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Panhandle Region Fishing Outlook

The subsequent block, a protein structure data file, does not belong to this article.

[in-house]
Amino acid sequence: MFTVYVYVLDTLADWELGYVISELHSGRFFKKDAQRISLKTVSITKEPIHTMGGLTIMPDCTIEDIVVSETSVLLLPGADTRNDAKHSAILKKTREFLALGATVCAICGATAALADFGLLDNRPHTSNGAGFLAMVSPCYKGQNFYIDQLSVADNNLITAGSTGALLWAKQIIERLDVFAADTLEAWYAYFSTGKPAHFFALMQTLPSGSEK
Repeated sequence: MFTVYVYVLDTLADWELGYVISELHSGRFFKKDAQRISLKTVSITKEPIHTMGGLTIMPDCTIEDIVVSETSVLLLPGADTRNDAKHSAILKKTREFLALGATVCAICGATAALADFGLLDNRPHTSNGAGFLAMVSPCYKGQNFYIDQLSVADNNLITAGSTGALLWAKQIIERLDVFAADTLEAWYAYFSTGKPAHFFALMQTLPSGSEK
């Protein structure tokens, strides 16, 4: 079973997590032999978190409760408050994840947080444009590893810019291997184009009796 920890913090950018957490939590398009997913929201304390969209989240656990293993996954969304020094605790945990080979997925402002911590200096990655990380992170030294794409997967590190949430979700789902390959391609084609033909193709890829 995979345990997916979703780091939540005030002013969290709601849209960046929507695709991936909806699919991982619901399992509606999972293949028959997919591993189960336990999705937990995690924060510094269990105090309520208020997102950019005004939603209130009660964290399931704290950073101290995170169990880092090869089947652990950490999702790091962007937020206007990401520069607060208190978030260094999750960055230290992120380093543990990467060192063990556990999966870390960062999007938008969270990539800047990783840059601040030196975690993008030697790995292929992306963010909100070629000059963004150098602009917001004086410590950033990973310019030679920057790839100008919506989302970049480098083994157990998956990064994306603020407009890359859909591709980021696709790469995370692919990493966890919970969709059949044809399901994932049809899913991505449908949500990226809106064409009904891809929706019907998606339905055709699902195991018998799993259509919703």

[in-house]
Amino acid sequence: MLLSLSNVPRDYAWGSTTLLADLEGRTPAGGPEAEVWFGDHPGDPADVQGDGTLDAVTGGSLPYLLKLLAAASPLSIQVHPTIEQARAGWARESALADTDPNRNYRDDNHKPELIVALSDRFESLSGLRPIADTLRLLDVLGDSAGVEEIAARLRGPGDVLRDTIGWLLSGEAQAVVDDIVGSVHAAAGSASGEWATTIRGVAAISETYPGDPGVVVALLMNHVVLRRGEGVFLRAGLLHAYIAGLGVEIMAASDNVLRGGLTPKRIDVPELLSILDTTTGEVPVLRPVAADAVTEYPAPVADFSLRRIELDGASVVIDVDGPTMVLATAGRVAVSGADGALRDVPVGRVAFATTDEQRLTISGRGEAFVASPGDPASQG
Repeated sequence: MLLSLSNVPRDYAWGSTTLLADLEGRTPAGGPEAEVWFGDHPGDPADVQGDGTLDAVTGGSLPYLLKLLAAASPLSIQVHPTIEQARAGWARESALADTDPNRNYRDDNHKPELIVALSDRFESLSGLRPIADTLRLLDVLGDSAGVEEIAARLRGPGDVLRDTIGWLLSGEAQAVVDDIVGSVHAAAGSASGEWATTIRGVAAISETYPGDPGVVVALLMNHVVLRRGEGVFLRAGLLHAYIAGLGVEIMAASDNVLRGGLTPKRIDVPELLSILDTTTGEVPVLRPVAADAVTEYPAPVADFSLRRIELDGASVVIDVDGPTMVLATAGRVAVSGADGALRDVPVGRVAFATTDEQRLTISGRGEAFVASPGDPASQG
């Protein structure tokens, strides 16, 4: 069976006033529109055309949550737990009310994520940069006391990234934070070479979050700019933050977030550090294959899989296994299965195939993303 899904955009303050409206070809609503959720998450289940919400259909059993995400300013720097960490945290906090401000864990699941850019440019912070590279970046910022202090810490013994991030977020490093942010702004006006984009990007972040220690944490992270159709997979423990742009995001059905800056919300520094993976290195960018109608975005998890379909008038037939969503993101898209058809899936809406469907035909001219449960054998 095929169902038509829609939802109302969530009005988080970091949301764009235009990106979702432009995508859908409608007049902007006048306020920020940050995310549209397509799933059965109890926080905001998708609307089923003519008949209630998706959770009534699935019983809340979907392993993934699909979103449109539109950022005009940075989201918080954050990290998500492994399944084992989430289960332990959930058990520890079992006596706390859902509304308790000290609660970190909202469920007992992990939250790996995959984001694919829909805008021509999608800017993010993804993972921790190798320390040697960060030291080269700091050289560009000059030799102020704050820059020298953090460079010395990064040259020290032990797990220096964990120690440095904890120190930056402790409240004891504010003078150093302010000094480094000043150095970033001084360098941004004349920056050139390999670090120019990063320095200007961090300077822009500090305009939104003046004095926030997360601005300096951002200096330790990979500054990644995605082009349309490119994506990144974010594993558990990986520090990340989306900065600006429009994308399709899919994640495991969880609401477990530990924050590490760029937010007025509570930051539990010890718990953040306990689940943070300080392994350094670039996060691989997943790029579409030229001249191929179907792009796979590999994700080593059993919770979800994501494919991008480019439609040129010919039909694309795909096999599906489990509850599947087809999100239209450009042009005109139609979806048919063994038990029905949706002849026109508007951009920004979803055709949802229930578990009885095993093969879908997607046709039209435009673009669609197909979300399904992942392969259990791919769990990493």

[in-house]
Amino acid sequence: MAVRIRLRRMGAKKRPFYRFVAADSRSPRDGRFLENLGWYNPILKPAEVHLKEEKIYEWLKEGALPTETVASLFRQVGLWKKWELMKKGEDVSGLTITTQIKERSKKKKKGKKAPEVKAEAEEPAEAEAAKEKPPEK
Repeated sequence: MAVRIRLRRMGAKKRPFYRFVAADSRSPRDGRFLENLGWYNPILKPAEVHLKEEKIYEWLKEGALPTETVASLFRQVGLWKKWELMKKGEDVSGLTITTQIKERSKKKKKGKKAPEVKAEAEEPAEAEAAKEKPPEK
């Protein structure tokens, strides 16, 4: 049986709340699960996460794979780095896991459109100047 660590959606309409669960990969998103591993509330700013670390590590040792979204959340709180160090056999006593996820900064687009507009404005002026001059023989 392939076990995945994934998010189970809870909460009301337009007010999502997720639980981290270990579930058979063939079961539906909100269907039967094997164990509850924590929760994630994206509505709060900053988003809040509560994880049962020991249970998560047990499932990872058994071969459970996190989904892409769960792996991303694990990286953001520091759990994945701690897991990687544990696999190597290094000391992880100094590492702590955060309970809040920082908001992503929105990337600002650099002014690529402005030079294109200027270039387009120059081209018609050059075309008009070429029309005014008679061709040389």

Higher than normal snowpack in the Panhandle Region will probably result in tougher fishing conditions during the stream and river opener on May 25. Water will be high, cloudy, and cold. Early season anglers would be wise to wear a life jacket when walking stream banks or wading. The positive side is that fishing conditions should improve by the end of June and a gradual snowmelt could provide good conditions throughout the summer. The Coeur d'Alene and St. Joe Rivers will provide excellent fishing for cutthroat trout this year with the Moyie River providing excellent stream fishing for rainbow and brook trout. New fishing regulations in the Priest Lake drainage will offer more harvest opportunity for exotic species like brook trout and lake trout, with additional protection for kokanee and cutthroat trout. The lake trout limit increased to six fish in Priest Lake and Upper Priest (no bait is allowed in Upper Priest Lake). Kokanee are closed to harvest to help rebuild the Priest and Upper Priest kokanee fisheries. All Priest Lake tributaries are now open to harvest of brook trout, but no harvest of cutthroat is allowed. The statewide brook trout limit increased to 25, making Priest Lake tribuaries very attractive to stream anglers who like to harvest fish for eating. Priest River and tributaries now have the same cutthroat slot limit as the Coeur d'Alene and St. Joe Rivers. Two cutthroats may be harvested, but none can be between 8' and 16'. Coeur d'Alene Lake chinook and kokanee fishing should be improving. Large numbers of small kokanee are providing abundant forage for chinook. Chinook numbers are still not up to desired levels, but fish size is improving. We will be stocking 40,000 fingerling chinook this June, and another 31,000 wild smolts will help rebuild the fishery. Kokanee size should be down to 12-13 inches this year, which is desireable. Large kokanee size the last three years has been an indication of extremely weak year classes. The management goal is 11" which provides plenty of kokanee to feed chinook as well as the best catch rates for kokanee anglers. Warmwater fishing should be good region wide, but may be delayed by the prolonged winter and higher, colder water flowing through some systems. The tiger muskie record may top 40 pounds this year if there are any fish left from the 1990 year class. We stock tiger muskies every third year at one fish per acre to maintain this trophy fishery. Peak fishing time is in July. Shepherd, Dawson, Freeman, Hauser and Blue lakes are all managed for tiger muskies. Anglers are encouraged to harvest lake trout and rainbow from Lake Pend Oreille to help keep the kokanee population from collapsing. Kokanee survival rates are still low and the population is headed for a collapse if anglers don't help reduce the predator population. The kokanee fishery in Spirit Lake should be better this year. We have been stocking 200,000 kokanee fry a year and the wild population is rebounding from some very low year classes the past two years. For additional information, contact us at the IDFG Panhandle Region Office, (208) 769-1414.